We are on a Mission…
April 21, 2021
Contributor: Ned Howey
“Our mission is not just winning campaigns.”
“That helps us move towards our mission.”
“That’s not within our mission.”
All of these phrases you could have heard tripping off the lips of leadership here at Tectonica over the past years.
We’ve talked about making decisions based on ‘our mission’ as a company for ages. Certainly we’ve always approached the work of our business at Tectonica as having a greater mission of making positive change in the world. We talked around the mission, doing things for the mission, and even about the mission.
And yet somehow at the agency, we’ve muddled through seemingly knowing in our hearts what we are here to do, without ever really taking the time to put pen to paper, and wordsmithing the exact purpose of our work. We knew from the process of writing down our company values a couple years ago - and from the almost ubiquitous role of missions in organisations we work with - having a mission can deeply serve us in many ways. After months of work, we finally have a written mission to share with the world and to guide our team. And here we have it:
Our mission is to create a seismic shift in the way politics are done, through innovations that empower social, economic and environmental justice movements.
As with all things, it seems so easy in retrospect. Now that we have it, it appears glaringly obvious to us and everyone we share it with (perhaps a sign we did something right). The process, however, was anything but. And what we’ve learned from this rather laborious experience, is that, in fact, the struggle in the process of its creation there was also great value.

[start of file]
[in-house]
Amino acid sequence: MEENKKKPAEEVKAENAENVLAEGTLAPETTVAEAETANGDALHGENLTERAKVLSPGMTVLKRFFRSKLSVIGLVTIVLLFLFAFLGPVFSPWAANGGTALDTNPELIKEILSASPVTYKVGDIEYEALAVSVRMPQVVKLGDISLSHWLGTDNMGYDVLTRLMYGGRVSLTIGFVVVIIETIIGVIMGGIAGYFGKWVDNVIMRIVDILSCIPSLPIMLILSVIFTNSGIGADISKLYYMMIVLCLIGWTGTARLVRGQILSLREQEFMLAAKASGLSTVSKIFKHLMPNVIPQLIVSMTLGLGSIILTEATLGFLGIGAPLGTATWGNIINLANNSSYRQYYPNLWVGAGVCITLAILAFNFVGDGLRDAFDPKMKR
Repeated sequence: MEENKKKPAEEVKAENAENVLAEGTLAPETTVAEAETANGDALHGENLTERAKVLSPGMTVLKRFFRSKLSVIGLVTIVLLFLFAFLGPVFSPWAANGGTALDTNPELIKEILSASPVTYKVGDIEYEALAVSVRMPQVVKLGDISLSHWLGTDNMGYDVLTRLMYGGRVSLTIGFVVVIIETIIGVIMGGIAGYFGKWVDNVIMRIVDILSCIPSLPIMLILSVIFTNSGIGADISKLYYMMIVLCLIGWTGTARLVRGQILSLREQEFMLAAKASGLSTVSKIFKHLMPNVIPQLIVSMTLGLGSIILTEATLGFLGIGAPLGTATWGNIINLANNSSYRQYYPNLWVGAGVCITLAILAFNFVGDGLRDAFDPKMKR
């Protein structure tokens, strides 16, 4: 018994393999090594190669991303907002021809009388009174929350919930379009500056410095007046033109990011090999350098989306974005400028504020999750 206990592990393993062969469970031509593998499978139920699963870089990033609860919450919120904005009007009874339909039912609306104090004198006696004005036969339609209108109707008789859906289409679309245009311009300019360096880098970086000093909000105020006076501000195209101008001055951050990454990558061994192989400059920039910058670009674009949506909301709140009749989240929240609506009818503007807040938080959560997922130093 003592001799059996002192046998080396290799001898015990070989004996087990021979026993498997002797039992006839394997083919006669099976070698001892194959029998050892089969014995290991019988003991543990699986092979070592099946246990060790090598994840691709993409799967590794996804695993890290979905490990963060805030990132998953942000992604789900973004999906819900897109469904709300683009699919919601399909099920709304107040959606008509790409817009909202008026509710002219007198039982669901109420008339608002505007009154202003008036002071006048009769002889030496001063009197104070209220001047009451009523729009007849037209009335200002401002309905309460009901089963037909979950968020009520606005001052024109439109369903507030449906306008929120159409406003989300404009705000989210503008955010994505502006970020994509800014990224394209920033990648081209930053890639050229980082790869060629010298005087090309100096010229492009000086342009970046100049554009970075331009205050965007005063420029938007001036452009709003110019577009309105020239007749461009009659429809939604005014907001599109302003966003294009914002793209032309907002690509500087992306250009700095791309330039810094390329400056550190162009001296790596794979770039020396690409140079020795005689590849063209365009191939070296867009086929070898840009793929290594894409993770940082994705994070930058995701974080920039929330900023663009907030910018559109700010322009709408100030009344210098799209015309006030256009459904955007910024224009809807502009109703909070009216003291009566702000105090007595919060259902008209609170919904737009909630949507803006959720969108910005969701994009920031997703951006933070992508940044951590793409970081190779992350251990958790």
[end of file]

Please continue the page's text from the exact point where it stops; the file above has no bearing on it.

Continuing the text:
Missions Aren’t Easy - And Especially Not Ours
While all missions are undoubtedly complex, we definitely got ‘bogged down’ with some particular elements that are complex in our specific work. Namely we struggled a lot with the role we have as related to our clients and their objectives. While ultimately the achievement of progressive work around the world is what drives us, we were clear that we generally take a supporting role in relationship to our client’s missions. As we often say, we are kind of like the “Fab 5 for Digital Organising” - bringing in a set of specialisations but always to help uncover the power that already lies in the communities we work with.
Without a doubt the core of our work is about eventually achieving a world that is more open, democratic, fair, tolerant, progressive and just - and only take clients we view in line with this.
In addition, the work that we do is about the achievement of a more progressive world, but for us it's more than just that - it's also about innovating the way organisations and political parties do politics - they way they build power, not just the power they build. We struggled greatly in the development of our mission to balance these two elements: the outcome of our client’s work and the role we have in influencing the way groups do the work.
We’re Not a Tech Company
We realised very clearly through this process, that in fact we are not a tech company. Just like Amazon might be based on building technology, at its core is a retail network. Our work might involve technology as a key role, but technology is not by any stretch the defining factor. As we like to say, “tech follows methods.” What makes the work we do so special, is the organising methods themselves, no matter what specialty area we are implementing them in (tech, creative, etc.).
Changing the Way We Do Politics
Another common phrase at the agency is, “all our clients could win their campaigns and our mission still wouldn’t be complete.” Indeed our clients mostly hire us for our role in helping win - whether that’s electoral campaigns or issue-based ones. And our clients winning is certainly important to us. But we consider that very much a happy bi-product of us ‘doing the work right’.